Quench your gaming appetite with Don’t Starve

Quench your gaming appetite with Dont Starve

William Voorhees, A&E Editor

What do giant spiders, killer bees, and wolves have in common?  They are all the least of your concerns in Don’t Starve.

Don’t Starve is an action-adventure, survival game from indie developer Klei Entertainment.  Originally released on the PC in early 2013, a port of the game came out on the Playstation 4 earlier this year.

At the start of the game, you control Wilson, a scientist struggling to accomplish anything with his experiments.  When a voice on his radio starts talking directly to him, he builds a large, ominous looking machine on the behest of the voice.  Upon activation of the machine, Wilson is teleported to a strange world, where he discovers that he was tricked by the voice, who reveals himself as a demon named Maxwell.  The “Gentleman Scientist” is then left stranded and must survive with only his intellect and any resources he can scavenge from the environment.

As you can probably guess by the name, the main goal of Don’t Starve is to avoid (starving to) death.  At first, this may sound like a simple enough task, but you’ll find out fast that the game does not kid around.  When you die, that’s it; game over.  Without a tutorial or hints of any kind, you are left to your own devices to figure out how to survive.

Throughout the game, the state of your character is dictated by three different gauges.  The first one is the hunger gauge.  This tells you how full your character’s stomach is and can be used to figure out how much food you need to have on you and when you should eat it.  The second gauge measures your health.  This shows how physically damaged you are and is depleted by enemy attacks.  The third gauge measures you sanity.  A number of factors affect your sanity including the monsters you run into, the food you eat, or even the items you keep in your inventory.

For the most part, you will end up splitting your time between three different things: scavenging, crafting, and exploring.  In order to last through the first day, you are going to have to gather supplies from the environment.  For the bare minimum, you will need a source of food and a fire to keep monsters from attacking you.  If you want more out of the game than just basic survival, you can craft items with the resources you gather.  Items range from simple campfires to earmuffs made out of live rodents.  Each item requires different things to produce them, so keeping track of your limited inventory space is necessary.  In order to find some of the parts to craft the various items, you will have to explore the map.  This can be sort of difficult to deal with at first, as the layout of the world is randomly generated with each new save file.  Even if you don’t focus your time on crafting, it’s a good idea to explore so that you know what to expect in the future.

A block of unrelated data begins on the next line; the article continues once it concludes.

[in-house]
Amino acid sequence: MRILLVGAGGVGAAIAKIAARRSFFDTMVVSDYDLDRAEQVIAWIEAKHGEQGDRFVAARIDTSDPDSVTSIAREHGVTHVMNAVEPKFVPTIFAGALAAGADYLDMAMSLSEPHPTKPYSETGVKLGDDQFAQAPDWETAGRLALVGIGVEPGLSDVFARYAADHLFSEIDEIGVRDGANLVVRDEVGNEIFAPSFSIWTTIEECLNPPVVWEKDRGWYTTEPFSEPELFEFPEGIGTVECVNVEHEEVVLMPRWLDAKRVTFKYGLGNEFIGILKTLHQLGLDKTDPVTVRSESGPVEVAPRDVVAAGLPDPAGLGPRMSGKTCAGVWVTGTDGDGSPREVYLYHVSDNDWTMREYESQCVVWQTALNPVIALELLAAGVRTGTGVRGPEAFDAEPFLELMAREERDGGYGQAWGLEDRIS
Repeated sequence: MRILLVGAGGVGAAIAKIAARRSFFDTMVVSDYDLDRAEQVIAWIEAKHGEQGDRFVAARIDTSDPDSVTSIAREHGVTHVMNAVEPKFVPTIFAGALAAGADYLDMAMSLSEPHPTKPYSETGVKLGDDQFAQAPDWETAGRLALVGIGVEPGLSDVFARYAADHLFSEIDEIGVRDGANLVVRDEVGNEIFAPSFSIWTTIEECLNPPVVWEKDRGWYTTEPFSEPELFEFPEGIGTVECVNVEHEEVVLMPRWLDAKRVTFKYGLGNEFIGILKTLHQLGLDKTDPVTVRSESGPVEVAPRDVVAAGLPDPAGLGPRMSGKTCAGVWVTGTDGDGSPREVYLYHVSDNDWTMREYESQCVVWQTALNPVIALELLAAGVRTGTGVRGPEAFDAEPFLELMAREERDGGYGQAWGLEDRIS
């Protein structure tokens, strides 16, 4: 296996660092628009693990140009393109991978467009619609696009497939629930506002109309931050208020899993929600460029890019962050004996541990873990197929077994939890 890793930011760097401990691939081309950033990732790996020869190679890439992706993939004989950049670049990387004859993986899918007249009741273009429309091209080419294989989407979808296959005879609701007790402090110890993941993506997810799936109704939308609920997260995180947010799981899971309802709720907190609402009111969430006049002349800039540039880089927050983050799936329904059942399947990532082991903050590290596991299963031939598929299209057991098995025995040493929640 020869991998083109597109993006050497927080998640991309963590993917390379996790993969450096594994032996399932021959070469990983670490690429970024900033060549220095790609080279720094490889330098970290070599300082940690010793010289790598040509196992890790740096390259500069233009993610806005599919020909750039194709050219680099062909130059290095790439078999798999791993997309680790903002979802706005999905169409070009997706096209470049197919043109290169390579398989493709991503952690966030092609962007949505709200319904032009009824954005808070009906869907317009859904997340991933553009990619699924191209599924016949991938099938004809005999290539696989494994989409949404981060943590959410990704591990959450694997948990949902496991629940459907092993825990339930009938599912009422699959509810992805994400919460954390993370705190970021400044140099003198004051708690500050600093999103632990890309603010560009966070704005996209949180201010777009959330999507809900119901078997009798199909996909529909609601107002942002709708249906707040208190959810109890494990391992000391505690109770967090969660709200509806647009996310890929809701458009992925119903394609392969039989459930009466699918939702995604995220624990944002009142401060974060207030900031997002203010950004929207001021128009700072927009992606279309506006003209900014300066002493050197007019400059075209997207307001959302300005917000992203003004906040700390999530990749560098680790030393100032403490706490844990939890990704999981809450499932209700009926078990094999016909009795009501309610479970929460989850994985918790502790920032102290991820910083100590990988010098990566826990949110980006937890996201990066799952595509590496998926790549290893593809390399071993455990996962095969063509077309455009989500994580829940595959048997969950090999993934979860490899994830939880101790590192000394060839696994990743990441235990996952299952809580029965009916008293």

While the game plays fine when you use a controller, it is very easy to tell that it was originally designed for PC.  The inventory and crafting menus are each a row of boxes that go across the bottom and left side of the screen respectively.  This is a staple of PC games, allowing a simple way to sort through things with the standard keyboard and mouse setup.  It isn’t too apparent until around ten or so minutes into the game when you have to start managing the decreasing space in your inventory.  Even then though, it’s only a small annoyance that can be handled rather easily.

One of the best and also one of the worst things about Don’t Starve is how addicting it can get.  If you can manage to stay alive for a decent stretch of time, you will eventually want to stop playing.  Just like any other person, you have different things you could spend your time on, but the game compels you to stay.  You don’t want to sit and wait for your character to perish, as this would make you feel like you wasted your time and you’re simply giving up.  Also, you could save the data and come back to it later, but then you might forget the masterfully crafted survival plan you laid out for yourself.  The only option then is to keep playing until your character meets the demise that he deserves, whether it takes five minutes or five hours.

Another thing that Don’t Starve is good for is having the most standard, lackluster combat that an action-adventure game can have.  In Don’t Starve’s case, this is a good thing.  By having such mediocrity, it makes fighting a less than admissible choice.  The game forces you to think your way through a potentially deadly situation instead of running in, guns blazing.

If you can appreciate a challenge, you’ll love Don’t Starve.  It takes such a basic concept as avoiding death and crafts it into a frustratingly addictive experience.  While some technical aspects don’t translate over to the PS4 version as smoothly as they could have, this unique game deserves a second look if you passed on it the first time around.